Have you seen STEVE? An aurora is a brilliant light display that can show up at night in Earth’s upper northern and southern latitudes. STEVE is a new and nontraditional type. This aurora can drape the sky with a reddish-purple ribbon and bedazzling green bling.
Auroras form when charged particles interact with Earth’s atmosphere.
Citizen scientists in Canada recently discovered and photographed STEVE. Now the phenomenon has been explained — sort of. To do this, researchers made measurements from ground-based cameras. They also enlisted help from a satellite that passed STEVE when it was in full swing. The streak of color showed up to the south of the main aurora.
Scientists now suspect that STEVE may be a visible version of a typically invisible process that involves drifting charged particles, or ions. These ions move at high speeds through Earth’s upper atmosphere. They form a stream of particles with a strong flow. Researchers described what they observed in Science Advances on March 14.
It’s still not clear how STEVE’s glow arises from this flow, note Elizabeth MacDonald and her colleagues. MacDonald is a physicist at NASA’s Goddard Space Flight Center in Greenbelt, Md. She was a coauthor of the new study.
Its air of mystery hasn’t kept people from giving the phenomenon a scientific name. Citizen scientists had been studying this aurora as part of a project called Aurorasaurus. They named it "Steve" before its association with ion drift was known. MacDonald and colleagues decided to keep the name. They just turned it into an acronym for Strong Thermal Emission Velocity Enhancement.
The rest of us, though, can just call it STEVE.
(for more about Power Words, click here)
acronym A word made by combining some of the starting letter or groups of letters from a number of words. For instance, STEM is an acronym for Science, Technology, Engineering and Math. Radar is an acronym for RAdio Detection And Ranging. Even laser is an acronym for Light Amplification by Stimulated Emission of Radiation.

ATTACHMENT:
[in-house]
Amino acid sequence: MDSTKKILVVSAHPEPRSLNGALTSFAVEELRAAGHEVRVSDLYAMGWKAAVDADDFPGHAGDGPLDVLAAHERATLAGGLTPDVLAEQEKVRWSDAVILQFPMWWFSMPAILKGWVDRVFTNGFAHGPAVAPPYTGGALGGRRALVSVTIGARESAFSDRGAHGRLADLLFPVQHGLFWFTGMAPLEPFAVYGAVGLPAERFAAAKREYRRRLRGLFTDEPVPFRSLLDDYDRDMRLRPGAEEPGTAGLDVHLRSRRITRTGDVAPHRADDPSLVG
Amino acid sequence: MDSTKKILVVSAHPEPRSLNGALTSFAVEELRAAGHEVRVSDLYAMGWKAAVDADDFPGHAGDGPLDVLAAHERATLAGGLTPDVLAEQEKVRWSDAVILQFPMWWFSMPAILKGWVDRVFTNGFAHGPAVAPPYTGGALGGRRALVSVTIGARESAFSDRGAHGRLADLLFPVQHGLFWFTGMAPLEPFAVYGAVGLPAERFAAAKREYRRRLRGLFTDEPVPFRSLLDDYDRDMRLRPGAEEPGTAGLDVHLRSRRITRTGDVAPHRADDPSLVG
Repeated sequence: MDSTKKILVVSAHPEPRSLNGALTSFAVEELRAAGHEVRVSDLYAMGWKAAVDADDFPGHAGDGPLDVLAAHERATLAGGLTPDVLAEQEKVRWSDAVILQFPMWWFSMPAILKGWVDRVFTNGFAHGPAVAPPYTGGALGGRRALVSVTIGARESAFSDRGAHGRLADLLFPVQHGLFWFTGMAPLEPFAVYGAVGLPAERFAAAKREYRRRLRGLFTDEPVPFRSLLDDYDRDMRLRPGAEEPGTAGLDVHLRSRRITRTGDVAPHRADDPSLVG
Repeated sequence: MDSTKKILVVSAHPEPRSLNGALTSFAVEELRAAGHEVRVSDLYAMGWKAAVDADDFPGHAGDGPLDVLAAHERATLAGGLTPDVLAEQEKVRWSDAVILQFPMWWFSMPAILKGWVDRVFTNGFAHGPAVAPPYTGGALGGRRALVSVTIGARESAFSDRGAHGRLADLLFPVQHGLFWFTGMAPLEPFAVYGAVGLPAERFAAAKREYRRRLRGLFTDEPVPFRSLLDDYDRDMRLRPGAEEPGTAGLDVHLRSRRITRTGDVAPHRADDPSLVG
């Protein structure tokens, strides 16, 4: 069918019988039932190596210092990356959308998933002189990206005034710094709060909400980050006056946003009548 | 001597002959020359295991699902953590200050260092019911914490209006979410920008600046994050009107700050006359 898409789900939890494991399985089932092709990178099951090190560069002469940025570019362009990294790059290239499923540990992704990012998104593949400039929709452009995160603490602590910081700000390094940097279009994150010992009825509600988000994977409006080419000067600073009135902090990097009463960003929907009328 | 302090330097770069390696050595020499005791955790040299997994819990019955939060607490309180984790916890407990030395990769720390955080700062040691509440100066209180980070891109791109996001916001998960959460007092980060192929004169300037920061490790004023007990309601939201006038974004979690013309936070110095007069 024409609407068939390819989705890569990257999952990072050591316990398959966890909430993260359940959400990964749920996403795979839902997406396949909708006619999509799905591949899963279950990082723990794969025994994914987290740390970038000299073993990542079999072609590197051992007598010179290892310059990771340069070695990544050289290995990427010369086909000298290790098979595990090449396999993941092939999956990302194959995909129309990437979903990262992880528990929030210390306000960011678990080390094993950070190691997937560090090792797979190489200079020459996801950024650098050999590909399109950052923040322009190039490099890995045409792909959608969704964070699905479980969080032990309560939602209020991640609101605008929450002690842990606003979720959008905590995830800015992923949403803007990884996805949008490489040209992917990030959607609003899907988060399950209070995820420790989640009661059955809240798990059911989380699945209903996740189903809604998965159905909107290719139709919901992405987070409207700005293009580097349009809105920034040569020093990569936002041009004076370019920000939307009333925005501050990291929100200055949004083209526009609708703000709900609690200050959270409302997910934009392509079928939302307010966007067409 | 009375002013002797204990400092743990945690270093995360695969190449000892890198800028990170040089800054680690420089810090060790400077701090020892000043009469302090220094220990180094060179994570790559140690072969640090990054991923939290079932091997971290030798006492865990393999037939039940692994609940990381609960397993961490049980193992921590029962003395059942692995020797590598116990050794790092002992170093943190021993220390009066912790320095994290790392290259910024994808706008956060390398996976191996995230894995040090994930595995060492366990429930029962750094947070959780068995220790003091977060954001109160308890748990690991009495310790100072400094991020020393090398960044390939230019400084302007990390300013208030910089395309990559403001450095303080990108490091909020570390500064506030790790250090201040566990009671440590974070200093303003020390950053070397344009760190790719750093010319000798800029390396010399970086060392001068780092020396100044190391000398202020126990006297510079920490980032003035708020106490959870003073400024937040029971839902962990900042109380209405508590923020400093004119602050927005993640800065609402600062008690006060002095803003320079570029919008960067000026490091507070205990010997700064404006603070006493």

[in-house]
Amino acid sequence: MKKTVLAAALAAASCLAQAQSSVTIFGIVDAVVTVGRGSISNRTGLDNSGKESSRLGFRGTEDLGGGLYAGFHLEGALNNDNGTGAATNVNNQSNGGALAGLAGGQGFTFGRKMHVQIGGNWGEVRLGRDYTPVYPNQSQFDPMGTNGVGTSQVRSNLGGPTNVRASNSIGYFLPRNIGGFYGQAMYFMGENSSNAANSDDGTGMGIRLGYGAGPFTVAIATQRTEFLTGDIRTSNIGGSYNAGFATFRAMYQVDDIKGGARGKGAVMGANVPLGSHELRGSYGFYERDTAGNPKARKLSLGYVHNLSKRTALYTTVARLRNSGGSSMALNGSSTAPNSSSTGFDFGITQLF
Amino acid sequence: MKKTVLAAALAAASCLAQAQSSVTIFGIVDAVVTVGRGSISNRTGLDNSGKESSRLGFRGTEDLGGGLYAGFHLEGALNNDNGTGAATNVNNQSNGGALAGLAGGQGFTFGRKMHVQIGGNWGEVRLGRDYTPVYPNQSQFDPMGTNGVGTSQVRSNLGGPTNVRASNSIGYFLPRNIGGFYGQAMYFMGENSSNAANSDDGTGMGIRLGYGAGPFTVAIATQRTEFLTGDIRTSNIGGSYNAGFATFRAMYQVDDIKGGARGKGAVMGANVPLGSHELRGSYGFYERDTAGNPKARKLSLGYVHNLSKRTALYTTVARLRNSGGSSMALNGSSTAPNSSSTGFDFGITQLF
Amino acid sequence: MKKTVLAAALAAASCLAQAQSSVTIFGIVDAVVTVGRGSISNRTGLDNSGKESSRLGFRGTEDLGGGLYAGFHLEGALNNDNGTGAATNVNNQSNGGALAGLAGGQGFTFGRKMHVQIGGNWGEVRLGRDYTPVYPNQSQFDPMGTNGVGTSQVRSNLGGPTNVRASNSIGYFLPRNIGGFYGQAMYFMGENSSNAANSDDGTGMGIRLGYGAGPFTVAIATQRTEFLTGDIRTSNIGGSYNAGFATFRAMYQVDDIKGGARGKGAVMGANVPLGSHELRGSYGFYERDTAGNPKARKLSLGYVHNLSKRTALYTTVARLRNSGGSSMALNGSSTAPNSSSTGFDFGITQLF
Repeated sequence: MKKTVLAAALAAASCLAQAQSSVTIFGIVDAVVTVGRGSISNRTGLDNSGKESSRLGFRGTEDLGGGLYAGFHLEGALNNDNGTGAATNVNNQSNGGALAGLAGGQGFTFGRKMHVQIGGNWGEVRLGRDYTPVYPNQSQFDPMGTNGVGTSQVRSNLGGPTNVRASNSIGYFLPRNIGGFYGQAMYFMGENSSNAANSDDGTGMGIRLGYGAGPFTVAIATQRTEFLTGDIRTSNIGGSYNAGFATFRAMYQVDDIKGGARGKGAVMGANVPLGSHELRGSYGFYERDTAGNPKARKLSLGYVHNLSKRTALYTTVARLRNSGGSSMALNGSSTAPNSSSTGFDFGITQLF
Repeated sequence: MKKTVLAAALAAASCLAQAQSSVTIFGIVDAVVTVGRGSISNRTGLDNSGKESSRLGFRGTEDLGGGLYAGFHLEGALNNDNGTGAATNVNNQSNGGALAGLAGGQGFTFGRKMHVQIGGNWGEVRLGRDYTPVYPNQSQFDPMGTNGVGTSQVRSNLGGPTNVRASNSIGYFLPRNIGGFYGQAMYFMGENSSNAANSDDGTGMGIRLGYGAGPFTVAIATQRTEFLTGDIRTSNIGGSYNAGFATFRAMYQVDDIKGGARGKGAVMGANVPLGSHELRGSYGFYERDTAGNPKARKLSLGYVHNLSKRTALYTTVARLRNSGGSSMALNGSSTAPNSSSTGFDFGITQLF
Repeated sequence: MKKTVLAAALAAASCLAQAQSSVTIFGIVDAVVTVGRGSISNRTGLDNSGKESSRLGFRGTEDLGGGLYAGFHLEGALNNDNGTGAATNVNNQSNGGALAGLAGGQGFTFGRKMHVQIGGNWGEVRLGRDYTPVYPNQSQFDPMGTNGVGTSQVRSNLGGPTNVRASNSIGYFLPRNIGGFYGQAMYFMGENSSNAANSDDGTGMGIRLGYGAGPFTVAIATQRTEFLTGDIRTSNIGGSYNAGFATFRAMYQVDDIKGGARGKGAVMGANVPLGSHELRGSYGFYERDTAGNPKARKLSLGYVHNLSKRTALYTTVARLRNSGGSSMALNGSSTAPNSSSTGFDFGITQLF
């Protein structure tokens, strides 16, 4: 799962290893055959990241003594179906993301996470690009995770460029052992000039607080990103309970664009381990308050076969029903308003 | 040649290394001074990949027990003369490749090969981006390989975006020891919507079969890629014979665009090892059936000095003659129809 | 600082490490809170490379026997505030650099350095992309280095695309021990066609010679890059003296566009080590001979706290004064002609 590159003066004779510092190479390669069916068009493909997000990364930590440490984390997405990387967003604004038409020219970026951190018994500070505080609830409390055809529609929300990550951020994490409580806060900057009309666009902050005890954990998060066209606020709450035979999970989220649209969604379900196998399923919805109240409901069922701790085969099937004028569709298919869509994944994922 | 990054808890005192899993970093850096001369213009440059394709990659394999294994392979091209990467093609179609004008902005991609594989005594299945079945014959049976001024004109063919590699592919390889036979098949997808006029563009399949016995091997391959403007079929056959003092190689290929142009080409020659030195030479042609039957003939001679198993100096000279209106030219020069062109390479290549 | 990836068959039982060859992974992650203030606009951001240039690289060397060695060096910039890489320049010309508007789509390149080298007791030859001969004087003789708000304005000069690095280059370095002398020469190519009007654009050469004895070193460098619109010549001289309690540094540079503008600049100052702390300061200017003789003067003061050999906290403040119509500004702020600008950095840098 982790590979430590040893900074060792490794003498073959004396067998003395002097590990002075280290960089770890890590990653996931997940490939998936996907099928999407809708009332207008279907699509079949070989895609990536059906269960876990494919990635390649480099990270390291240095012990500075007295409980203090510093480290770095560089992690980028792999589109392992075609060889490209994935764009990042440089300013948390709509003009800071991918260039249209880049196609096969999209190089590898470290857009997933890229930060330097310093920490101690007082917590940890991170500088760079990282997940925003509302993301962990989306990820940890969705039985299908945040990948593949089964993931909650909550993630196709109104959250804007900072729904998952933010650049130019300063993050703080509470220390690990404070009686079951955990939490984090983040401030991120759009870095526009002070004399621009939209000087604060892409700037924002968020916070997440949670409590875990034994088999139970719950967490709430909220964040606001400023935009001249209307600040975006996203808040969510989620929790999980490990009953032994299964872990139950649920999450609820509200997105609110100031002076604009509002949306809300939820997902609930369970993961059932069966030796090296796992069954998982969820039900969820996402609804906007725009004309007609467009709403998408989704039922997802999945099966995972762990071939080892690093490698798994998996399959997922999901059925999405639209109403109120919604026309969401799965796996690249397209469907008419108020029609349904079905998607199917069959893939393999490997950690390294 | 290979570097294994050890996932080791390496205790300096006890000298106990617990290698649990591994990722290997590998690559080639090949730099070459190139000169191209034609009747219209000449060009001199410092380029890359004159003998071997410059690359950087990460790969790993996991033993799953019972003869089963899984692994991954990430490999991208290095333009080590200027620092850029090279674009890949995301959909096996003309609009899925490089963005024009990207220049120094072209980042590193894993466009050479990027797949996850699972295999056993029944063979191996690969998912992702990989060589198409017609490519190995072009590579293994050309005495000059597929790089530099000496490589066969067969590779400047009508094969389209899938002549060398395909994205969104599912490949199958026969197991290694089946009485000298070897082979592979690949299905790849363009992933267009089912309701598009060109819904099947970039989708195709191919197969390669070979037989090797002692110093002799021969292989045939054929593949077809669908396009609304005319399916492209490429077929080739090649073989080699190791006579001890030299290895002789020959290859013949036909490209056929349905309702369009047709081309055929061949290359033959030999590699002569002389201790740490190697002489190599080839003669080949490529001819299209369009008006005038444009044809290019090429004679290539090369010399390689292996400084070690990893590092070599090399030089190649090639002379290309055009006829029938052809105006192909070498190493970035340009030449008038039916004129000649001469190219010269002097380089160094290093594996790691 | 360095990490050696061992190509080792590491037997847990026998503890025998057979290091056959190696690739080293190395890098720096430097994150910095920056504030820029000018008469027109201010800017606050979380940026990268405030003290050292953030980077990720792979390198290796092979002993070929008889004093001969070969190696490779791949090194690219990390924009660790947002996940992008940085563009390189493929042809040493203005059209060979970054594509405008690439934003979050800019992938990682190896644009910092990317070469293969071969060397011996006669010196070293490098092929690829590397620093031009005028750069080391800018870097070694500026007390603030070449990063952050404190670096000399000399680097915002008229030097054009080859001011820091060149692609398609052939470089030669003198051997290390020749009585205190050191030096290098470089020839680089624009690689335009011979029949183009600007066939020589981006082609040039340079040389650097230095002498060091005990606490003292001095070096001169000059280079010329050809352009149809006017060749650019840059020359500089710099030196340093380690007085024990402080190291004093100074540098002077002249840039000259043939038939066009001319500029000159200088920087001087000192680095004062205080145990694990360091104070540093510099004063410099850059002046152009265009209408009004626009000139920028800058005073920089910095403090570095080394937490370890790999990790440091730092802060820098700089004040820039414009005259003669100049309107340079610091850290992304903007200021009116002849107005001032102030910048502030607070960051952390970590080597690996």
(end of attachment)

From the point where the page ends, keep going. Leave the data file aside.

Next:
atmosphere The envelope of gases surrounding Earth or another planet.
aurora A light display in the sky caused when incoming energetic particles from the sun collide with gas molecules in a planet’s upper atmosphere. The best known of these is Earth’s aurora borealis, or northern lights. On some outer gas planets, like Jupiter and Saturn, the combination of a fast rate of rotation and strong magnetic field leads to high electrical currents in the upper atmosphere, above the planets’ poles. This, too, can cause auroral “light” shows in their upper atmosphere.
coauthor One of a group (two or more people) who together had prepared a written work, such as a book, report or research paper. Not all coauthors may have contributed equally.
colleague Someone who works with another; a co-worker or team member.
ion (adj. ionized) An atom or molecule with an electric charge due to the loss or gain of one or more electrons. An ionized gas, or plasma, is where all of the electrons have been separated from their parent atoms.
latitude The distance from the equator measured in degrees (up to 90).
NASA Short for the National Aeronautics and Space Administration. Created in 1958, this U.S. agency has become a leader in space research and in stimulating public interest in space exploration. It was through NASA that the United States sent people into orbit and ultimately to the moon. It also has sent research craft to study planets and other celestial objects in our solar system.
particle A minute amount of something.
phenomenon Something that is surprising or unusual.
physicist A scientist who studies the nature and properties of matter and energy.
thermal Of or relating to heat.
velocity The speed of something in a given direction.
Journal: E.A. MacDonald et al. New science in plain sight: Citizen scientists lead to the discovery of optical structure in the upper atmosphere. Science Advances. Published online March 14, 2018. doi: 10.1126/sciadv.aaq0030.